In India, the sweet dessert shrikhand is made with yogurt cheese, dried and fresh fruit, sugar, cardamom, and saffron. And yogurt cheese balls preserved in olive oil, called labneh anbaris, is a popular food in the Middle East (see recipe on page 86).
Ways to Use Whey
Whey is the tart, golden liquid known to the Greek doctors of antiquity as “healing water.” In fact, Hippocrates and Galen, two founding fathers of medicine, frequently recommended whey to their patients.3 Whey from fully fermented milk no longer contains lactose, and with its dose of probiotic organisms will help maintain a synergistic balance of the inner ecosystem and encourage repair of gut dysbiosis. Whey also contains a fair number of minerals, particularly potassium, and a notable amount of vitamins, especially B2.4 So what do you do with all your nourishing whey?
- Drink it! Drink it straight or mix it in with a fermented beverage or hot tea.
- Freeze whey into ice cubes and blend them into smoothies for a more slushy texture or cool-down a beverage on a hot day.
- Replace a portion of the water used to cook grains.
- Include in soaking water in legumes and grains to improve digestibility (see Nourishing Traditions for details).
- Lacto-ferment almost anything – apples, zucchini, cabbage, cherry chutney, ginger carrots—see Nourishing Traditions by Sally Fallon and Wild Fermentation by Sandor Ellix Katz.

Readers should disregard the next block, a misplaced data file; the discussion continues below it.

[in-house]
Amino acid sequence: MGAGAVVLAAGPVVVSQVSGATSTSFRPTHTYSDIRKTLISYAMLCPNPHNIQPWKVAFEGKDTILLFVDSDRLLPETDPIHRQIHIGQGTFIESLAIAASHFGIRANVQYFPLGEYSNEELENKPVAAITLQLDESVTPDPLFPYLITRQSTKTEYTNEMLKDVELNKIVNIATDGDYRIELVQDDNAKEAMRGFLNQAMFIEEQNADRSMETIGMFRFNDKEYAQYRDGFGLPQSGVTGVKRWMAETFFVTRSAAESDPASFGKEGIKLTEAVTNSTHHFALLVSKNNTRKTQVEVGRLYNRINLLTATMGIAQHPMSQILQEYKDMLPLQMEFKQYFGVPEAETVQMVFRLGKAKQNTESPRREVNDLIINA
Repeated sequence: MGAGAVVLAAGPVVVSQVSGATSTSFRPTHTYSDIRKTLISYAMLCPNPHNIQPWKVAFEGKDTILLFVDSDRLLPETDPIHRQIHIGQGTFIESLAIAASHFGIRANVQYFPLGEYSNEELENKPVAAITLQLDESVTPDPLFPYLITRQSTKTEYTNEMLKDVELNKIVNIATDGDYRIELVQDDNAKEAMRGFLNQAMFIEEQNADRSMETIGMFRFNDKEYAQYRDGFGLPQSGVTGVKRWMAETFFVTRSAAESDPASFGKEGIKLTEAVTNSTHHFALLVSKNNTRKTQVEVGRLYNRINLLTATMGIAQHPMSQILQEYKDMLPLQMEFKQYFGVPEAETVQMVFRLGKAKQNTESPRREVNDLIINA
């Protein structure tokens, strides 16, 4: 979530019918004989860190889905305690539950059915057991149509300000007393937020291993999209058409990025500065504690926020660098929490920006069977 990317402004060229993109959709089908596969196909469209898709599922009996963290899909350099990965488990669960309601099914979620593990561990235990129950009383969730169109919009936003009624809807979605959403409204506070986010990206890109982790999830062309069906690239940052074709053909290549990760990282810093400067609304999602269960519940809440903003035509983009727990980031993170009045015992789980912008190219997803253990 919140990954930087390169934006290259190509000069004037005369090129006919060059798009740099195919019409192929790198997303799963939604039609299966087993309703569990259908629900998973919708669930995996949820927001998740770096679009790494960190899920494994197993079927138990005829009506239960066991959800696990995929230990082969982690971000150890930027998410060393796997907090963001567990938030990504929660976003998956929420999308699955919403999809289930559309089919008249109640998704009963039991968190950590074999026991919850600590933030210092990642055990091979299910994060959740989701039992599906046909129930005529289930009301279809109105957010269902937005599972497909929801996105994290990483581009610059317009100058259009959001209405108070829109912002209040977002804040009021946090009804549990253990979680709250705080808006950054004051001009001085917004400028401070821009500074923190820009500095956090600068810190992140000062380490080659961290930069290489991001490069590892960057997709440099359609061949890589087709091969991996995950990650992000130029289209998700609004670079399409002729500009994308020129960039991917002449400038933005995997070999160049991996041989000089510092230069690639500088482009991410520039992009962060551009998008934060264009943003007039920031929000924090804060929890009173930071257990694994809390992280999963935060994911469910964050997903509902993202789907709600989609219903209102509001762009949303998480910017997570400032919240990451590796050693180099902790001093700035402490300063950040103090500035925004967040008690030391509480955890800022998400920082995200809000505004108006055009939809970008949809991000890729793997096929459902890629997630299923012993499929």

- Feed to pets – chickens, dogs, cats, they all can benefit from this nourishing liquid.
Inspiring Ideas for Using Curd Cheese
Homemade, fresh curd cheese is the perfect complement or even replacement for sour cream in soups or dips and commercial cream cheese in spreads or desserts. It even does a fine job replacing mayonnaise on occasion. Best of all, curd cheese will take on any flavor, whether it be savory, salty, or sweet, so the sky is the limit when it comes to the possibilities with this ingredient. Heating homemade curd cheese will destroy the good bacteria, so I opt to keep mine raw as much as possible; however, there are times when it is the ideal choice for a certain soup or casserole—or you just have an excess supply. Below are some ideas to help inspire your creativity when it comes to using your delectable homemade cheese.
Herby dip: Blend salt, garlic (maybe roasted), diced onion (white, red or green), a little olive oil and your favorite herbs (dried or fresh) with your curd cheese. Maybe toss in a few pieces of nitrate-free bacon or a dash of Worcestershire sauce for an added kick. Complements vegetables and crackers nicely.
Sweet deliciousness: Blend maple syrup or stevia, vanilla and perhaps a little cinnamon, nutmeg or jam into your curd cheese. Use as a topping on pancakes or waffles, filling for crêpes, frosting or fruit dip.
Cashew honey dip: Grind crispy cashews (see Nourishing Traditions) in the food processor until a fine powder results, add a similar amount of cheese curd. Toss in a scoop of honey and a dash of vanilla to taste and blend again. Add cheese curd until your desired consistency is reached and honey to taste. This makes a yummy apple dip, but can also be used on top of pancakes or in crêpes.
Mexican dip: Mix cheese curd with salsa, chopped green onions, shredded Cheddar cheese, and some Mexican spice mix (chili powder, oregano, cumin, garlic and onion powder) and a sprinkle of salt. Enjoy with homemade corn chips.